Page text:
In my teens, when I was preparing for my Geography ‘O’ level, I was introduced to Ordnance Survey maps.  This was mapping at a whole new level!  The detail – down to individual buildings – was mesmerising.  The contour lines allowed me to visualise the rise and fall of the land.  It was the start of a love affair which has lasted to this day.

Image of a selection of Ordnance Survey maps

The Ordnance Survey’s somewhat military name refers to its original purpose, which was to map Scotland after the suppression of the Jacobite uprising against the Hanoverian monarchy in 1745, and more generally to provide accurate maps of Britain during the Napoleonic wars.  Now mostly producing digital maps, the OS continues to publish paper maps, many aimed at walkers and others who use the countryside for leisure.  I own quite a few of these…

To me, maps are not simply two-dimensional representations – I have learned to imagine them (especially Ordnance Survey maps) as three-dimensional landscapes.  This makes me a better than average navigator!  Sometimes, if I have spent a long time with a map, it can feel almost as if I’ve actually been to the place.  My grandfather’s world atlas helped me feel connected to parts of the world I had never seen, and helped me to conjure mental images of places I would probably never visit.

Detail of an Ordnance Survey map

My obsession with maps is now a standing joke with my partner.  If we are going anywhere, I have to look at the map.  In the car, even if my partner knows how to get to where we are going, I have to look at the road atlas to orientate myself.  Without a map, I feel as if I have been blindfolded and spun around – I lose my bearings, feel confused, get disorientated.  Wherever I am, I use maps to relate where I am to other places I know.  At some very basic level, I seem to need maps to know my place in the world.  Each time I move to a new part of the country, my first purchase is a 1:25,000 Ordnance Survey map of my new habitat.  You can imagine my delight when I discovered, a few years ago, that you can order customised OS maps centred on a location of your choice!  And I was even more thrilled to discover that there is now an OS app, giving me access to maps wherever I am (providing there’s 4G).  I also use Googlemaps a lot, and especially the satellite and Street View functions, particularly when I’m going somewhere new.  It’s a rare day that I don’t consult a map.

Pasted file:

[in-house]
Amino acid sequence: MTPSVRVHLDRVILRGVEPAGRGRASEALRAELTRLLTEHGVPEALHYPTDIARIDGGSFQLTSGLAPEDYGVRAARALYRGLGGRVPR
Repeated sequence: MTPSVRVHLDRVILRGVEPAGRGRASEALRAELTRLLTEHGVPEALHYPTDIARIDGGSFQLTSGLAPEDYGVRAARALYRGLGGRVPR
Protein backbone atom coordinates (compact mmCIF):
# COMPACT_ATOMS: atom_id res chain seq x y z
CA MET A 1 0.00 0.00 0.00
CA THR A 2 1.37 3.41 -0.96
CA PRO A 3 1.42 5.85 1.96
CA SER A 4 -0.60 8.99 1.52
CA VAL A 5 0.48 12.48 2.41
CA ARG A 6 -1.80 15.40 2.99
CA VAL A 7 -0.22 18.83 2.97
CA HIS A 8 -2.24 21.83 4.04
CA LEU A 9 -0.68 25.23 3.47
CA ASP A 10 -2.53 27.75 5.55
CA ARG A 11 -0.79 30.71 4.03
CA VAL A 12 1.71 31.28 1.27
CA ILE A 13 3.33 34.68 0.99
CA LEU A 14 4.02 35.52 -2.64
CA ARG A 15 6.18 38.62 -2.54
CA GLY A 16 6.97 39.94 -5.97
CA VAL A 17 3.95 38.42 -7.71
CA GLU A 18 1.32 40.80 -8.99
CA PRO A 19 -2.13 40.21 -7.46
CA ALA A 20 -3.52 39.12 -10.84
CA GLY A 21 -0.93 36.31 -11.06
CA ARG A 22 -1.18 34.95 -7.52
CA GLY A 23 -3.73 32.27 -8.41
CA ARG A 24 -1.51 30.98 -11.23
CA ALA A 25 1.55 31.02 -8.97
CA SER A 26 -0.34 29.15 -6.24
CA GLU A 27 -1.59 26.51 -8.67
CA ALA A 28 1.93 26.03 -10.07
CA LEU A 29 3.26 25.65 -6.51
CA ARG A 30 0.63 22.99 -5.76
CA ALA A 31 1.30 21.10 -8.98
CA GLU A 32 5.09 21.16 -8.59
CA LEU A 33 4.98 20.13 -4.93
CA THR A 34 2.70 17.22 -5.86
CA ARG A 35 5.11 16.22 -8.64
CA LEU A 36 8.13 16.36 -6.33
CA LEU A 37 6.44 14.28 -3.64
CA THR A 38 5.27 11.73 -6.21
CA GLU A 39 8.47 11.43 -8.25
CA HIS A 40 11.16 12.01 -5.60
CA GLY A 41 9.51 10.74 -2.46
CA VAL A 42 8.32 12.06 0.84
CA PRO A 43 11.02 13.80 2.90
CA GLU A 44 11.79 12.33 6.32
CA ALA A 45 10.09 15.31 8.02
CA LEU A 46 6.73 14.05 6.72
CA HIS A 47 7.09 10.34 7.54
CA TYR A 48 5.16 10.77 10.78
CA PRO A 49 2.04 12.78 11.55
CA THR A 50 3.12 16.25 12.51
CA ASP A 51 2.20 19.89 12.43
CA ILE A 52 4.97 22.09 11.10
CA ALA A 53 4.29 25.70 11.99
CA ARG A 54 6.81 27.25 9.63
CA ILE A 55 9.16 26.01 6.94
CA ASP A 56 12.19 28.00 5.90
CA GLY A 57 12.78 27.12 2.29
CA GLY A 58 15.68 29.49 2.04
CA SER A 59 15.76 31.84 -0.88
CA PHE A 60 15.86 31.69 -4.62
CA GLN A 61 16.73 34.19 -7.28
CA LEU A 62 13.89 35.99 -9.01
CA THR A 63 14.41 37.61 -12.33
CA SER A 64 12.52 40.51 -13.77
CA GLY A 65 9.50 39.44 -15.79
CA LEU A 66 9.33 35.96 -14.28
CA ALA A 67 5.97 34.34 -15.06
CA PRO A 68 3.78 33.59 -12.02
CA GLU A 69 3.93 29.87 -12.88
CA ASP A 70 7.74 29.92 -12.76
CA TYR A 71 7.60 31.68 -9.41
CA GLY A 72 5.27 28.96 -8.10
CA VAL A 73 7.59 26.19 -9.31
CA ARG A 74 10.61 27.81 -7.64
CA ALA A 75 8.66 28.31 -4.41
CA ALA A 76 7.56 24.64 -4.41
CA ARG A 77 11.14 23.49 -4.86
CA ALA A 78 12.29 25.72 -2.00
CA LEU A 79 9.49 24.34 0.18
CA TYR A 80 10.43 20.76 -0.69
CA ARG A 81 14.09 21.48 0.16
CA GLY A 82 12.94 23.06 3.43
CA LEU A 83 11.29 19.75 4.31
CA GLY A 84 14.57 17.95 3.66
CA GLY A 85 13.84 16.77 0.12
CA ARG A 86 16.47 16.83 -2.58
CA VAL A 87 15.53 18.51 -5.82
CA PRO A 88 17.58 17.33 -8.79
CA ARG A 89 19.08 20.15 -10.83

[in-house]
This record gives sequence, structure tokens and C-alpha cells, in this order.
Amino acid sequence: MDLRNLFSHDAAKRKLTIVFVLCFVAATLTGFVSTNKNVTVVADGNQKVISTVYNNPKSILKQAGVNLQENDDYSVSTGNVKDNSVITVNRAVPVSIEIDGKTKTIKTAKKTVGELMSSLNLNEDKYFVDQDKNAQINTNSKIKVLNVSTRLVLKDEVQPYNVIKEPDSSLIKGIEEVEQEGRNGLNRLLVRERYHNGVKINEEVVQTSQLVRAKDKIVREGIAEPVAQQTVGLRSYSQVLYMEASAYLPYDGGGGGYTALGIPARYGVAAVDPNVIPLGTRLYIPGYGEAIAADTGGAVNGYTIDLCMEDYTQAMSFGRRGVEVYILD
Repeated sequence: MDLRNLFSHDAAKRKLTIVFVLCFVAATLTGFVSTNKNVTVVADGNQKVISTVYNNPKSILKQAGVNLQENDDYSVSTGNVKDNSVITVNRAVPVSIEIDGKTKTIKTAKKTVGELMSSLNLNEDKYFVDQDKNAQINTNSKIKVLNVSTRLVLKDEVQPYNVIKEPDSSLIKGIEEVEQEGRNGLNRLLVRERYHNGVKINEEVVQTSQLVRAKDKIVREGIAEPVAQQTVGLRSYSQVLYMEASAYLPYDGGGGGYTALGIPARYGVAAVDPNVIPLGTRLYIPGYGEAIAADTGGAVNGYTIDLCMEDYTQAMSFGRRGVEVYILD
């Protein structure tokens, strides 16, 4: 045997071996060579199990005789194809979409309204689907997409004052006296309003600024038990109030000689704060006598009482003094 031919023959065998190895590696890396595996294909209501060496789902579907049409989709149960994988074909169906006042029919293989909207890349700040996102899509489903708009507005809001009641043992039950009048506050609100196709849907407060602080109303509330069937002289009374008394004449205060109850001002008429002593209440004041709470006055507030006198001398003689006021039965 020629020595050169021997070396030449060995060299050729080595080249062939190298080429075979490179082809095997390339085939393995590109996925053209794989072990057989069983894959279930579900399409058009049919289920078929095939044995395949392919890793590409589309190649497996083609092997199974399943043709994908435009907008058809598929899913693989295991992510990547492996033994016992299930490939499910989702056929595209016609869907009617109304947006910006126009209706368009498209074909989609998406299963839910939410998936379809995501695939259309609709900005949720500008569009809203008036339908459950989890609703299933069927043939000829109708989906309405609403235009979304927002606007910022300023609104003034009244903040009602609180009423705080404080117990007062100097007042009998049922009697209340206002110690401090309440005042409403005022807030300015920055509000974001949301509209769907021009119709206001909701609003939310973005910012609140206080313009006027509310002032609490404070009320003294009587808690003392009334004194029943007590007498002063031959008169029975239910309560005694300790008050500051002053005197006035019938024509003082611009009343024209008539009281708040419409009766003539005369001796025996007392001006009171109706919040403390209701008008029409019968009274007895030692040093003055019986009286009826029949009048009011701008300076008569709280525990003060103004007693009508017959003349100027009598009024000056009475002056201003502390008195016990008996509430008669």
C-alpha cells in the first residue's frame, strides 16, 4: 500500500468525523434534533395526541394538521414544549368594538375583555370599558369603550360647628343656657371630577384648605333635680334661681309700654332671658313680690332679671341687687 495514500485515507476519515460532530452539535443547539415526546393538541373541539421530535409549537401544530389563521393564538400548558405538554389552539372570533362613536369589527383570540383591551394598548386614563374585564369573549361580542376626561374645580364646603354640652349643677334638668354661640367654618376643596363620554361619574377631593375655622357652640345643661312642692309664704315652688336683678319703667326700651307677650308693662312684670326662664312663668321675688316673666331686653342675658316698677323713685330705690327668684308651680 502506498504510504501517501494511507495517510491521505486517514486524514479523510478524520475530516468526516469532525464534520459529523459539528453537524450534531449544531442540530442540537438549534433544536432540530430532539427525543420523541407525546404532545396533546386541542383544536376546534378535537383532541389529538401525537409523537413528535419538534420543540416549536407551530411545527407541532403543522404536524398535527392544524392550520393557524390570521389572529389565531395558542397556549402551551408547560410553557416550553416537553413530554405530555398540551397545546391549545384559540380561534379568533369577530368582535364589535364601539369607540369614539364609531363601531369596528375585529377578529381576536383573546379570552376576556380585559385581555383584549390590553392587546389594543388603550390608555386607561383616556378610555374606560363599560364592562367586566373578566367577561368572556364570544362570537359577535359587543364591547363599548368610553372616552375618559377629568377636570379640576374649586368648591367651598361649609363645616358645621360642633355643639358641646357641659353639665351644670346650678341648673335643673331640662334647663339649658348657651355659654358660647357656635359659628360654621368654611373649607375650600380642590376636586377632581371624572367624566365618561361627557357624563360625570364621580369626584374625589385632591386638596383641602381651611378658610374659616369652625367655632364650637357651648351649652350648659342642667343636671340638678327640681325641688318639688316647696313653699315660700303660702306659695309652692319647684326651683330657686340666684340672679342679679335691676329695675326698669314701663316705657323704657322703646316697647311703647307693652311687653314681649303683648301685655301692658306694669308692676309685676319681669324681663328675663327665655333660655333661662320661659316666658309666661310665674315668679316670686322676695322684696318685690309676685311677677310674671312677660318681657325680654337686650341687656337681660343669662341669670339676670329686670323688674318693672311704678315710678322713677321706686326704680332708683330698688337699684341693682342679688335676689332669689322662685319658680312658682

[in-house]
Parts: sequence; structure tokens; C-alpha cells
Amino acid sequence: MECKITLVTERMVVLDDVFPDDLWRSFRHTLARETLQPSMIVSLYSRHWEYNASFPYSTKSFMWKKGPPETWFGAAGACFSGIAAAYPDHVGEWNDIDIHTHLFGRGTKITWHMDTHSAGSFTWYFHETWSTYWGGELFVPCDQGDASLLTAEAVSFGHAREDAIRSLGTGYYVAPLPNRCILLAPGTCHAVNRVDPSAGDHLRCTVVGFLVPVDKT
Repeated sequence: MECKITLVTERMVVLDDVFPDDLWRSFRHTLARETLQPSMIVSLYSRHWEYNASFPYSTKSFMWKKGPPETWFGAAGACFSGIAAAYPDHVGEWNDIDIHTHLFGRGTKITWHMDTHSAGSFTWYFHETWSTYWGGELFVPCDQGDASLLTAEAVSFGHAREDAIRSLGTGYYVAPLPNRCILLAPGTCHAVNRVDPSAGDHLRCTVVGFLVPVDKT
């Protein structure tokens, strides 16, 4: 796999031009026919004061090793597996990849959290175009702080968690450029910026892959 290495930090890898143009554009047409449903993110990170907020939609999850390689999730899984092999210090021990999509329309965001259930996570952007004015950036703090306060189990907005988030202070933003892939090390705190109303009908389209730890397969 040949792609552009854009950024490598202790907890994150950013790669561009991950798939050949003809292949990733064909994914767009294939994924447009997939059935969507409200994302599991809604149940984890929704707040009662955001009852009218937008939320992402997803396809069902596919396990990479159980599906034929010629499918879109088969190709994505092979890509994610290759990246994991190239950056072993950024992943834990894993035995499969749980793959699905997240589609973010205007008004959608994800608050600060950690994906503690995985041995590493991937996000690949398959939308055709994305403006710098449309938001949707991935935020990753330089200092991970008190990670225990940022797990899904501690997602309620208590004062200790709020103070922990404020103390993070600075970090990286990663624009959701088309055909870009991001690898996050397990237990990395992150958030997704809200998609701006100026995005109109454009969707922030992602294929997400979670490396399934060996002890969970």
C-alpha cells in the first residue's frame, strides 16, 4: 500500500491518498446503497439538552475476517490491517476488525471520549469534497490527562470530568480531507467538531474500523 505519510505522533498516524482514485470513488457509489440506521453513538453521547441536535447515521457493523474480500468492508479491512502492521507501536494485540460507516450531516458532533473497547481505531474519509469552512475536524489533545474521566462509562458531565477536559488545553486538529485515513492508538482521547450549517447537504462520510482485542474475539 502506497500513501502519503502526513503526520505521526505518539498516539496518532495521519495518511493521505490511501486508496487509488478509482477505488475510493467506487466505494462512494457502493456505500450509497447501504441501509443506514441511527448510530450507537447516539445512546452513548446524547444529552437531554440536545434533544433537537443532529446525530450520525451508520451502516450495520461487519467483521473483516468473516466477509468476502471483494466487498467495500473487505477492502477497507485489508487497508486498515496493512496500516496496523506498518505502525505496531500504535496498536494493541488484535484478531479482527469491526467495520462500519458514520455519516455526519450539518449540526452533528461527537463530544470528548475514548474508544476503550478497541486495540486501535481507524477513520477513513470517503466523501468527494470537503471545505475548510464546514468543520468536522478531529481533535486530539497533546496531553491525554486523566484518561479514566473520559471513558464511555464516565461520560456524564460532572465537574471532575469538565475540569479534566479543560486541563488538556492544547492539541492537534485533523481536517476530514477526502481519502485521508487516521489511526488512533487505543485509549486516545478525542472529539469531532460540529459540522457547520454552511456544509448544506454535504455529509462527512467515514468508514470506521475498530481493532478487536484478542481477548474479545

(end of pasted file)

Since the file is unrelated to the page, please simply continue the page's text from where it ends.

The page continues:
That world atlas is, sadly, long gone.  It finally disintegrated, and by then atlases, like dictionaries, were being replaced by the internet.  The smartphone has taken over the functions of the reference book.  But whatever the format, I’m never happier than when I’m engrossed in a map, and for that I have my grandfather to thank.